Trade pact faces new hurdle U.S. judge orders environmental review of NAFTA

July 01, 1993|By Lyle Denniston and Carl M. Cannon | Lyle Denniston and Carl M. Cannon,Washington Bureau Staff writers Gilbert Lewthwaite and Mark Matthews contributed to this article.

WASHINGTON -- A federal judge put President Clinton in a political and diplomatic bind yesterday on the North American Free Trade Agreement by ordering his administration to conduct a new review of the pact that could scuttle it altogether.

U.S. District Judge Charles R. Richey told the president's trade office to swiftly review all environmental risks posed by the trade treaty among the United States, Canada and Mexico -- a study that very likely would show major hazards and create new pressure for changes.

Even without that study, the judge said it already appears that the treaty "may worsen the environmental problems already existing" on the U.S.-Mexico border, and that it could wipe out federal and state laws that protect Americans' food, air and water.

The trade pact, revising the entire range of commercial dealings among the three North American neighbor nations, is supposed to go into effect Jan. 1. Congress would have to ratify it first, however, and that appears to be much in doubt.

Mr. Clinton's trade representative, Mickey Kantor, denounced the ruling as a major affront to the president's foreign policy powers and vowed an "expeditious" appeal. In the meantime, he said, the administration would go ahead with plans to send the treaty to Congress this fall for ratification.

But legal experts here said that the judge's ruling -- if not blocked by an appeal -- could ultimately jeopardize the treaty with Canada or Mexico, because of U.S. demands for changes that the other nations would refuse to meet. They also say the ruling could further jeopardize the treaty's chances in Congress by highlighting the environmental concerns that have contributed to congressional opposition.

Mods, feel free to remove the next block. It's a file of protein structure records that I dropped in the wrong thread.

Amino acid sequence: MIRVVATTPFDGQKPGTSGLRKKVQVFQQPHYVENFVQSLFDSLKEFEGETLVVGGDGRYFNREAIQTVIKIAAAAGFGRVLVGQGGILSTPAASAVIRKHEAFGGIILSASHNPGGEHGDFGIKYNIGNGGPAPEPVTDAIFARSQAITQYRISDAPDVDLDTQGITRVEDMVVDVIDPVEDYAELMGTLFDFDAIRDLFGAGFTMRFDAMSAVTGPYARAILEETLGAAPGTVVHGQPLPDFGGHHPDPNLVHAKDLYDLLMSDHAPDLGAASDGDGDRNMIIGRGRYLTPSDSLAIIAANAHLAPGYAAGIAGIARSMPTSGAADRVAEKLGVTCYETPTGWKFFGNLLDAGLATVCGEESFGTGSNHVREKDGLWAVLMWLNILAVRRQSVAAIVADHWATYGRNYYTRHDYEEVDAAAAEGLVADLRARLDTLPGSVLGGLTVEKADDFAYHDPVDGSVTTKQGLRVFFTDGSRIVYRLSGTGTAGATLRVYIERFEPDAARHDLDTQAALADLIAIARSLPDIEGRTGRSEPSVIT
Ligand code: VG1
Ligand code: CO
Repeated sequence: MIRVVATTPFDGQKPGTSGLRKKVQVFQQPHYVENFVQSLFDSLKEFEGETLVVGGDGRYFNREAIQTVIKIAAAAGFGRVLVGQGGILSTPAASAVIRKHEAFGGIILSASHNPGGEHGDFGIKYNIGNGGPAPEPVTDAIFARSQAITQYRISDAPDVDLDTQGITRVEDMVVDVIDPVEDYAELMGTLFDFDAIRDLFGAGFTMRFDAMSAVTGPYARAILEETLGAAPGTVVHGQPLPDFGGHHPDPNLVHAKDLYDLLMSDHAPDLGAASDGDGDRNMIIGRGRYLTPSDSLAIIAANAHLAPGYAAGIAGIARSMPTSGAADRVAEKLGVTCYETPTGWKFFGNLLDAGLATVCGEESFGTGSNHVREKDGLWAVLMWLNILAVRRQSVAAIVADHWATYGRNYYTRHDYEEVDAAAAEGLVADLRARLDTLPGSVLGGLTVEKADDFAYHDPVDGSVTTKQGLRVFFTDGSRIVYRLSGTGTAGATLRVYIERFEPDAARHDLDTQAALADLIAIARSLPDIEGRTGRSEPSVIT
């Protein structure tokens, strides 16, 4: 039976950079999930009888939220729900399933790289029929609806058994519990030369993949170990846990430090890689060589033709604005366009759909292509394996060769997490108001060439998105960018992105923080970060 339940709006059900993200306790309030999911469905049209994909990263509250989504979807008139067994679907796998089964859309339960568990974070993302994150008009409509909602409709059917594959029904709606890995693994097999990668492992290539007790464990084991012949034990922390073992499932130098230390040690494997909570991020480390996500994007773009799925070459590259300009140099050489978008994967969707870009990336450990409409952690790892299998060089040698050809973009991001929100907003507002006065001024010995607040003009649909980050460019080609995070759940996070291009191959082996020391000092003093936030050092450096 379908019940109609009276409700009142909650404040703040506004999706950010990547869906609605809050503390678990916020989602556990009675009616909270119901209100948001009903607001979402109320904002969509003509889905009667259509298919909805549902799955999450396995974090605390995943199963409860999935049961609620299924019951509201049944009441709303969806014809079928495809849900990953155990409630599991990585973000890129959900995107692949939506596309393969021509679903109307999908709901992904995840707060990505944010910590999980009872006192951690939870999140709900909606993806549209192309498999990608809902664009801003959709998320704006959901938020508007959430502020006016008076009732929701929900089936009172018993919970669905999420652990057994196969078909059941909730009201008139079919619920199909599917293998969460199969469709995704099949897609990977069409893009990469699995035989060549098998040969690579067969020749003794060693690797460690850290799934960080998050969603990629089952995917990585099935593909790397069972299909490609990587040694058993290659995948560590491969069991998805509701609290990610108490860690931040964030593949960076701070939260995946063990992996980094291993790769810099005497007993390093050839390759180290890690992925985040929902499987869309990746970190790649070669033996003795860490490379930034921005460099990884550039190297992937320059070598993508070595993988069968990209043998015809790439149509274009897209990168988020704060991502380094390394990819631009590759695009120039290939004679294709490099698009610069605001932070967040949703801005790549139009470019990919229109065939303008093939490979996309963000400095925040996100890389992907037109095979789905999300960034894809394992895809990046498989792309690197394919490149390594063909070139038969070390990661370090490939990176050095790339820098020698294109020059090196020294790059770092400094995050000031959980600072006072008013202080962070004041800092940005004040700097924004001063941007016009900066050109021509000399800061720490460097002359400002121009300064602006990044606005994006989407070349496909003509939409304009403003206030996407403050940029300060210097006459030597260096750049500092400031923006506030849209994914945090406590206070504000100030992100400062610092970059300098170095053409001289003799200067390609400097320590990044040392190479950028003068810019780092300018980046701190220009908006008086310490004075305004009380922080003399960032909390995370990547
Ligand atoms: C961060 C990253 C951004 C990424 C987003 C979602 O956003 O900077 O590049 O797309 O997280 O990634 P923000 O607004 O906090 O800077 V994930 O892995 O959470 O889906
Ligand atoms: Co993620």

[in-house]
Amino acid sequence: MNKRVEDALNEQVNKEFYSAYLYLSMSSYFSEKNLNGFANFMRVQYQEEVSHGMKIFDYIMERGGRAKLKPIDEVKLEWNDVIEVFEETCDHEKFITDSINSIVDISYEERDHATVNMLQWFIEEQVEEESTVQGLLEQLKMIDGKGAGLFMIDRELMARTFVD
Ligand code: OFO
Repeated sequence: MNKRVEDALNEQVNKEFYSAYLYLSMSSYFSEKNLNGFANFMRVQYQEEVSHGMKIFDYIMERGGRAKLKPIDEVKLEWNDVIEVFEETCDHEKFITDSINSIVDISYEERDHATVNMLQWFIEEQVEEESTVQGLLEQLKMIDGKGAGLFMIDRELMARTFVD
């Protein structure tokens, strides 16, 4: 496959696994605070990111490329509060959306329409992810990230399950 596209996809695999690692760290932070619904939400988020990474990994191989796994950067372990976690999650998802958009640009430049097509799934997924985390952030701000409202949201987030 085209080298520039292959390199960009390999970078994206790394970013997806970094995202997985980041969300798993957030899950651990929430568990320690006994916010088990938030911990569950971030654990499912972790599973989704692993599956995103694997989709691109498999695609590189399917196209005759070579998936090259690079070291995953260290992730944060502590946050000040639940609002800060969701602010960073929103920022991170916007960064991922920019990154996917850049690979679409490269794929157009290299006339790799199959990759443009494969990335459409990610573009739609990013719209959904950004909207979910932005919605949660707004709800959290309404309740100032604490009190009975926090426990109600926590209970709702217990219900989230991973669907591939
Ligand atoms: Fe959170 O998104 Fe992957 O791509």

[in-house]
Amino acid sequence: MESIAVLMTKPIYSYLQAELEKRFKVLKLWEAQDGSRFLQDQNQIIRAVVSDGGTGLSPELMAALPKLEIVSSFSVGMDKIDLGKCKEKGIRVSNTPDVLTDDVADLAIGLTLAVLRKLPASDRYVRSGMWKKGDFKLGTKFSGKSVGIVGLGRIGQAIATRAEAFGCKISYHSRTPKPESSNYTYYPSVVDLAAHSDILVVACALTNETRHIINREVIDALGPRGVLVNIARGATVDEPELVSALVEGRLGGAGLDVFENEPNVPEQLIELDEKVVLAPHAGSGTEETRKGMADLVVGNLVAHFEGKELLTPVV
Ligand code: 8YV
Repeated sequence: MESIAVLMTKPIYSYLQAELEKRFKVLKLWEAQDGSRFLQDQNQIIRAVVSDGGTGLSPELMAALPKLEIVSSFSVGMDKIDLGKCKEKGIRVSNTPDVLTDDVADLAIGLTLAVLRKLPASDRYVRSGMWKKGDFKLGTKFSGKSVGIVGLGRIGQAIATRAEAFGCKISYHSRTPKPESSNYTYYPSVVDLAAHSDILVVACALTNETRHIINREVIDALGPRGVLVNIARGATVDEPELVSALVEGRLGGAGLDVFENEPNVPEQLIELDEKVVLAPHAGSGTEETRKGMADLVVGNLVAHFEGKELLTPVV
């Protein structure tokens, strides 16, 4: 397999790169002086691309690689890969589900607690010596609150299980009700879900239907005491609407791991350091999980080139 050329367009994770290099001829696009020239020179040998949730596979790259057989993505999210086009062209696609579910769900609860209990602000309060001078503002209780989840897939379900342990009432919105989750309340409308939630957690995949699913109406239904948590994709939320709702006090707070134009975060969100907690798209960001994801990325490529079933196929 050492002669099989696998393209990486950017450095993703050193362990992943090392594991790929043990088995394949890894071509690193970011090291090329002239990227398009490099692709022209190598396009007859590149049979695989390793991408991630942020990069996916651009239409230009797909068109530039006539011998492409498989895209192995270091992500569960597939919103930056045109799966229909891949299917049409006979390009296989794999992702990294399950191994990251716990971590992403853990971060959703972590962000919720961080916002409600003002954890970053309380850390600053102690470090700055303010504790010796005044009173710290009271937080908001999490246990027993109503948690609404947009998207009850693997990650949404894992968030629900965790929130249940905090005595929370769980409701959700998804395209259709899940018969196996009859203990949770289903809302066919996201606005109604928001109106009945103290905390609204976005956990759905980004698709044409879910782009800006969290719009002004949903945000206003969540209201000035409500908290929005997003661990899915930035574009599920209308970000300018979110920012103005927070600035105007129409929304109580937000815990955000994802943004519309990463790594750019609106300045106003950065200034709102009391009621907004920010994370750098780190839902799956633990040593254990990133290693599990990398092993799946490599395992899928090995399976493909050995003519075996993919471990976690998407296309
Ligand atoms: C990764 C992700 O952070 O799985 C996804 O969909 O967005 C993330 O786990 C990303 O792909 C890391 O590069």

Thea Lea, trade expert with the labor-backed Economic Policy Institute, which opposes NAFTA, said she now expects the treaty to be delayed for at least several months. That, she said, "is enough to derail it from its current schedule. I think most probably they are going to miss their January 1, 1994, deadline."

The potential threat to the treaty's future was described pointedly yesterday by one of NAFTA's congressional supporters, Sen. John C. Danforth, a Missouri Republican: "My fear is that NAFTA is finished unless this ruling is overturned. The president must appeal this ruling immediately. Hesitation or ambiguity . . . will further encourage the protectionist opponents of NAFTA to cloak their arguments in environmental rhetoric."

A key Democrat in the House, Rep. Lee H. Hamilton of Indiana, chairman of the House Foreign Affairs Committee, said the treaty would fail if the House were to vote on it now.

"NAFTA is in trouble because its supporters have not made an effective case for it," he said. "They have failed to answer critics' charges or to advance compelling arguments." The president himself "must make the case," Mr. Hamilton added.

Mr. Kantor and the president have said repeatedly they would not try to renegotiate the pact but would try to win concessions from Canada and Mexico in side agreements. So far, however, that process has not produced any significant gestures to mollify the treaty's critics in Congress and among consumer, conservation and labor groups.

Those groups clearly were gratified by the ruling because of its prospects for forcing Mr. Clinton's hand in diplomatic bargaining and in preparing for a major fight on Capitol Hill.

Once the NAFTA pact is submitted to Congress, it must be acted upon swiftly, under expedited procedures, and that could bring a vote in the House by Christmas. Although Judge Richey made clear that he would demand prompt completion of the new environmental-impact study, it seemed unlikely that the study could be completed before the planned submission of the treaty to Congress in September.

In that event, Mr. Clinton would be asking for ratification before the full environmental risk had been assessed, raising even further the chances of defeat in the House. A number of House members ran for election or re-election last year lambasting the treaty's potential impact on U.S. jobs and the environment.

The House unanimously passed a measure in August saying it would approve no treaty that posed a threat to U.S. "health, safety, labor, or environmental laws." Several senators also have been lobbying for change.

President Clinton himself, as a candidate, promised to work for major concessions from Canada and Mexico, giving a list of specific revisions he said would be needed.

Lori Wallach, a staff lawyer for the legal advocacy group Public Citizen, one of the three groups that sought the ruling Judge Richey issued yesterday, criticized the "side agreements" process that has occurred so far. All it has gained, she said, was some "Arkansas gravy" on the pact negotiated by the Bush administration.

"What is needed," she added, "is to create a real stew: with meat and vegetables" -- in other words, major concessions of the kind Mr. Clinton himself said he would demand.

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